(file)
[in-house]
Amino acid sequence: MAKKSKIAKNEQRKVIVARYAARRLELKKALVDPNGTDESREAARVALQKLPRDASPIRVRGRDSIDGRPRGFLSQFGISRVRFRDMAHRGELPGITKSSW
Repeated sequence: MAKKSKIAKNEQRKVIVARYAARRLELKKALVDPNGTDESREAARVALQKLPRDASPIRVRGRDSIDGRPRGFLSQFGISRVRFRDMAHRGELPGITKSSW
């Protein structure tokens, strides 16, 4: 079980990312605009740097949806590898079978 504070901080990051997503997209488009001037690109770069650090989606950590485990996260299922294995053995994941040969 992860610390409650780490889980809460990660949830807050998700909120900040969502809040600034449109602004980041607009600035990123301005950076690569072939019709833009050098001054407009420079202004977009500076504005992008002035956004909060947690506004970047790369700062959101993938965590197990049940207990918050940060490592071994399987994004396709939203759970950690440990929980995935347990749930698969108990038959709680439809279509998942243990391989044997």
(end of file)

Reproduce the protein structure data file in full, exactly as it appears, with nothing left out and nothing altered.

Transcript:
[in-house]
Amino acid sequence: MAKKSKIAKNEQRKVIVARYAARRLELKKALVDPNGTDESREAARVALQKLPRDASPIRVRGRDSIDGRPRGFLSQFGISRVRFRDMAHRGELPGITKSSW
Repeated sequence: MAKKSKIAKNEQRKVIVARYAARRLELKKALVDPNGTDESREAARVALQKLPRDASPIRVRGRDSIDGRPRGFLSQFGISRVRFRDMAHRGELPGITKSSW
């Protein structure tokens, strides 16, 4: 079980990312605009740097949806590898079978 504070901080990051997503997209488009001037690109770069650090989606950590485990996260299922294995053995994941040969 992860610390409650780490889980809460990660949830807050998700909120900040969502809040600034449109602004980041607009600035990123301005950076690569072939019709833009050098001054407009420079202004977009500076504005992008002035956004909060947690506004970047790369700062959101993938965590197990049940207990918050940060490592071994399987994004396709939203759970950690440990929980995935347990749930698969108990038959709680439809279509998942243990391989044997």